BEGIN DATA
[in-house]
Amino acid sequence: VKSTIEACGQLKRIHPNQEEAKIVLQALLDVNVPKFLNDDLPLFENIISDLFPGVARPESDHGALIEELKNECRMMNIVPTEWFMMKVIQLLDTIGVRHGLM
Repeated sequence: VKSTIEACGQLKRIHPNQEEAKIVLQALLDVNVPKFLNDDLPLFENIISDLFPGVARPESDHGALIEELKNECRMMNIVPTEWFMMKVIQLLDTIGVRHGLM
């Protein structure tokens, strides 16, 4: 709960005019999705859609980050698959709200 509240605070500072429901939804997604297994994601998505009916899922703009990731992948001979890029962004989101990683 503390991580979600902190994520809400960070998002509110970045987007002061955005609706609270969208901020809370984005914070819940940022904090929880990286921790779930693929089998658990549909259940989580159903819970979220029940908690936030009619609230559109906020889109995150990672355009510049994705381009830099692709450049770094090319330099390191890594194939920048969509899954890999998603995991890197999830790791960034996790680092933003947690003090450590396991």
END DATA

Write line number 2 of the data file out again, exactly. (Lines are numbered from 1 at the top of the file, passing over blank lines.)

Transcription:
Amino acid sequence: VKSTIEACGQLKRIHPNQEEAKIVLQALLDVNVPKFLNDDLPLFENIISDLFPGVARPESDHGALIEELKNECRMMNIVPTEWFMMKVIQLLDTIGVRHGLM